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Case 2:08-cv-00797-RAJ Document 41 Filed 09/09/09 Page 1 of 16

The Honorable Richard A. Jones











UNITED STATES DISTRICT COURT, WESTERN DISTRICT OF WASHINGTON






BRENDA STOOTS EWING, on behalf of
herself and all others similarly situated,





ADMINISTRATIVE SYSTEMS, INC.,





v.

Plaintiff,

Defendant.

AT SEATTLE






No. C08-0797 RAJ

MOTION FOR FINAL APPROVAL OF
THE SETTLEMENT

NOTE ON MOTION CALENDAR:
September 23, 2009


MOTION FOR FINAL APPROVAL OF THE
SETTLEMENT
Case No. C08-0797-RAJ

010053-11 326413 V2

1301 FIFTH AVENUE, SUITE 2900 • SEATTLE, WA 98101

TELEPHONE (206) 623-7292 • FACSIMILE (206) 623-0594



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I.

II.

Case 2:08-cv-00797-RAJ Document 41 Filed 09/09/09 Page 2 of 16

TABLE OF CONTENTS



PAGE

PRELIMINARY STATEMENT .........................................................................................1

PROCEDURAL HISTORY.................................................................................................2

A.

B.

Background..............................................................................................................2

Preparation and Filing of the Complaint..................................................................2

III.

ARGUMENT.......................................................................................................................3

A.

B.

The Standards for Judicial Approval of Class Action Settlements..........................3

The Settlement Meets the Ninth Circuit Standard for Approval .............................4

1.

2.

3.

4.

5.

6.

7.

This case was meritorious, but entailed risks...............................................4

The risk, expense, complexity, and likely duration of further litigation......5

The amount obtained in Settlement .............................................................6

The extent of discovery completed, and the stage of the proceedings.........7

The experience and views of Class Counsel and Representative
Plaintiff ........................................................................................................7

Reaction of the Class Members to the Proposed Settlement .......................8

The Settlement is the product of arm’s-length negotiations ........................9

C.

The Settlement Provided Adequate Notice to the Class ..........................................9

IV.

CONCLUSION..................................................................................................................10




MOTION FOR FINAL APPROVAL OF THE
SETTLEMENT- i
Case No. C08-0787-RAJ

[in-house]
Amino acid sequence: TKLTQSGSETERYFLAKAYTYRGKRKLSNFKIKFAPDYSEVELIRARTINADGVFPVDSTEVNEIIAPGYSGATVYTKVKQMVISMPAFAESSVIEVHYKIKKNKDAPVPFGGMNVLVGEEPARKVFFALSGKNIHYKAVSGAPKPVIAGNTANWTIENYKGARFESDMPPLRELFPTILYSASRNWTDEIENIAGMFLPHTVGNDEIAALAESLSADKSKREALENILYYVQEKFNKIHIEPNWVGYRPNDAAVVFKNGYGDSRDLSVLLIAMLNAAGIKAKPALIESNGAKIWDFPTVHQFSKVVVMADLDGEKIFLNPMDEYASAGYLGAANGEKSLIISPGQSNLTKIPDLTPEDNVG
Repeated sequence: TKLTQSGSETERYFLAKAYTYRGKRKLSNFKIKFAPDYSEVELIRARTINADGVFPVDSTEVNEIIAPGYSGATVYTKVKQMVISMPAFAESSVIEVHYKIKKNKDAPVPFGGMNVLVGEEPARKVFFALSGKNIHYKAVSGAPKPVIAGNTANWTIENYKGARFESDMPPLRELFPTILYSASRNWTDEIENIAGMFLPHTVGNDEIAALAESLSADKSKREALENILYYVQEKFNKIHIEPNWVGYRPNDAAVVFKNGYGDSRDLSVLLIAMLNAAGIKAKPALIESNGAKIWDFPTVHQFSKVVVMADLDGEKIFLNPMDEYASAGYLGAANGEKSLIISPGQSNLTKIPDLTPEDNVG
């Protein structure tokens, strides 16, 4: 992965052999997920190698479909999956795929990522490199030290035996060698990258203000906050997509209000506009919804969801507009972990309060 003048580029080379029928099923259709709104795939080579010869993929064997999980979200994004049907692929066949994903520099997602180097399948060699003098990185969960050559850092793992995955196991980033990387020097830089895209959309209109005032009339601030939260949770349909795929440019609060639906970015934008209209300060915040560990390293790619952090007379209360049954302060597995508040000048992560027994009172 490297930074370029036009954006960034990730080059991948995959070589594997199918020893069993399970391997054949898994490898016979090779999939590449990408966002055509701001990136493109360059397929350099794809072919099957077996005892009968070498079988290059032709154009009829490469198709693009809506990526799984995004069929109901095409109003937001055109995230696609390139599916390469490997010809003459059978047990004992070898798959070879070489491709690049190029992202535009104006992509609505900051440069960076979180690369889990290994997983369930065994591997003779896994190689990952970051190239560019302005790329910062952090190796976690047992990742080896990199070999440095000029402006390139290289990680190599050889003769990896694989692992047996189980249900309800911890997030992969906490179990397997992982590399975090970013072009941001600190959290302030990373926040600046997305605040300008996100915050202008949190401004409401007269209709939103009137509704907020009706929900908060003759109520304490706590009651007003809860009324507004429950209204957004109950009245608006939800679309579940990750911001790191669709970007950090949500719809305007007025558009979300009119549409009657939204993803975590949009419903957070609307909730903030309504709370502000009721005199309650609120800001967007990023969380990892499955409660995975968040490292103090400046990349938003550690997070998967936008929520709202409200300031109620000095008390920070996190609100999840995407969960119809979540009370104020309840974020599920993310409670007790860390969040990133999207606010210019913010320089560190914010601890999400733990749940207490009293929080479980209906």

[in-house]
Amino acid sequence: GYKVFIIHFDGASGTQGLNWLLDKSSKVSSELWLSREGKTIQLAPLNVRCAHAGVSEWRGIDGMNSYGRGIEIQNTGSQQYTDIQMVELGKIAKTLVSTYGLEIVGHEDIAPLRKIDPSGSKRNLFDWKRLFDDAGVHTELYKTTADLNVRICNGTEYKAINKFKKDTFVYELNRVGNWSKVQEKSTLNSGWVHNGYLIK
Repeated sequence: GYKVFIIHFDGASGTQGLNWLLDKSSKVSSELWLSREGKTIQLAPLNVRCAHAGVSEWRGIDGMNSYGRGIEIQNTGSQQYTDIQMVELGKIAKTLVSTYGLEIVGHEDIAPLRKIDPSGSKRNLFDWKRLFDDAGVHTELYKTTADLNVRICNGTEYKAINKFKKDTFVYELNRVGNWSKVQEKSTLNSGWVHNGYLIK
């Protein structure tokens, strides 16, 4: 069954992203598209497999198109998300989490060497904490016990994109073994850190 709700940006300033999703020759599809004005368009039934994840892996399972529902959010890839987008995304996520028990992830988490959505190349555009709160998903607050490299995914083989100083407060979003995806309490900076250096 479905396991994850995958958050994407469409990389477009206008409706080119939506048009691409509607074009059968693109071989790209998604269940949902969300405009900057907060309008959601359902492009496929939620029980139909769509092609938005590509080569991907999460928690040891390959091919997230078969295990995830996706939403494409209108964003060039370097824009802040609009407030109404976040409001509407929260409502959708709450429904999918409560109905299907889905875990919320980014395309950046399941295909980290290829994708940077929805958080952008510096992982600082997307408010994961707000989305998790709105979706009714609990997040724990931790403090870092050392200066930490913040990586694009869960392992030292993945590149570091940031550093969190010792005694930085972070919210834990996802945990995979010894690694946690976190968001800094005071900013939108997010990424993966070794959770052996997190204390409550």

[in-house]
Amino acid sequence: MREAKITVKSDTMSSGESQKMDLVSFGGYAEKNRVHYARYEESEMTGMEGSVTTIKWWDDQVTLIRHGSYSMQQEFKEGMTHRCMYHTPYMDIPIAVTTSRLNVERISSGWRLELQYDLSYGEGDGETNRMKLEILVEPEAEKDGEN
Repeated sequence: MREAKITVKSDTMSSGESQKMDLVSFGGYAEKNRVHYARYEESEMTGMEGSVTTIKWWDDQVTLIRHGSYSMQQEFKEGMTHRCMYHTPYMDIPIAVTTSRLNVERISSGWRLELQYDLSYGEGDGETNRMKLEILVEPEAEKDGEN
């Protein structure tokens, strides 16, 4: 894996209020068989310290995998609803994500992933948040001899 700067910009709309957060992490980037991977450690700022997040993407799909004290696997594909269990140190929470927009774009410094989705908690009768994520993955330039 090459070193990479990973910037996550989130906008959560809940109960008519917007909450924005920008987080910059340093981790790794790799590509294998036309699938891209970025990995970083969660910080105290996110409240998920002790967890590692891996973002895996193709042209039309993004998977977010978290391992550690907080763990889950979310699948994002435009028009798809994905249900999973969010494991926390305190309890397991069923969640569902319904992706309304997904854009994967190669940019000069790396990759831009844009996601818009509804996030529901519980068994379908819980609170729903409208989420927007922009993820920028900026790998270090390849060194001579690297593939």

010053-11 326413 V2

1301 FIFTH AVENUE, SUITE 2900 • SEATTLE, WA 98101

TELEPHONE (206) 623-7292 • FACSIMILE (206) 623-0594



Case 2:08-cv-00797-RAJ Document 41 Filed 09/09/09 Page 3 of 16

TABLE OF AUTHORITIES

Page

CASES






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884 F.2d 1222 (9th Cir. 1989) .............................................................................................3

962 F.2d 1203 (6th Cir. 1992) .............................................................................................6

2001 U.S. Dist. LEXIS 5976 (W.D. Wash. Mar. 21, 2001) ..............................................10

151 F.3d 1234 (9th Cir. 1998) .............................................................................................6

2006 U.S. Dist. LEXIS 90990 (N.D. Cal. Dec. 5, 2006).................................................3, 9

213 F.3d 454 (9th Cir. 2000) .......................................................................................3, 4, 5

464 F.2d 689 (2d Cir. 1972).................................................................................................6

688 F.2d 615 (9th Cir. 1982) ...........................................................................................4, 6

559 F. Supp. 2d 1036 (N.D. Cal. 2007) ...........................................................................7, 8

47 F.3d 373 (9th Cir. 1995) .................................................................................................7

2007 U.S. Dist. LEXIS 88886 (N.D. Cal. Nov. 26, 2007)...................................................7

2007 U.S. Dist. LEXIS 74767 (C.D. Cal. Sept. 10, 2007),
aff’d in part, reversed in part on other grounds, 563 F.3d 948 (9th Cir. 2009)..................7

563 F.3d 948 (9th Cir. 2009) ...............................................................................................3


Franklin v. Kaypro Corp.,


Granada Invest., Inc. v. DWG Corp.,


Hughes v. Microsoft Corp.,


Linney v. Cellular Alaska P’Ship,


Lundell v. Dell, Inc.,


In re Mego Fin. Corp. Sec. Litig.,


Newman v. Stein,


Officers for Justice v. Civil Serv. Comm’n,


In re Omnivision Techs.,


In re Pacific Enters. Sec. Litig.,


In re Portal Software, Inc. Sec. Litig.,


Rodriguez v. West Publ’g Corp.,


Rodriguez v. West Publ’g Corp.,


Santos v. Camacho,


Staton v. Boeing Co.,

2008 U.S. Dist. LEXIS 35991 (D. Guam Apr. 23, 2008)....................................................7

327 F.3d 938 (9th Cir. 2003) ...............................................................................................3

MOTION FOR FINAL APPROVAL OF THE
SETTLEMENT- ii
Case No. C08-0787-RAJ

010053-11 326413 V2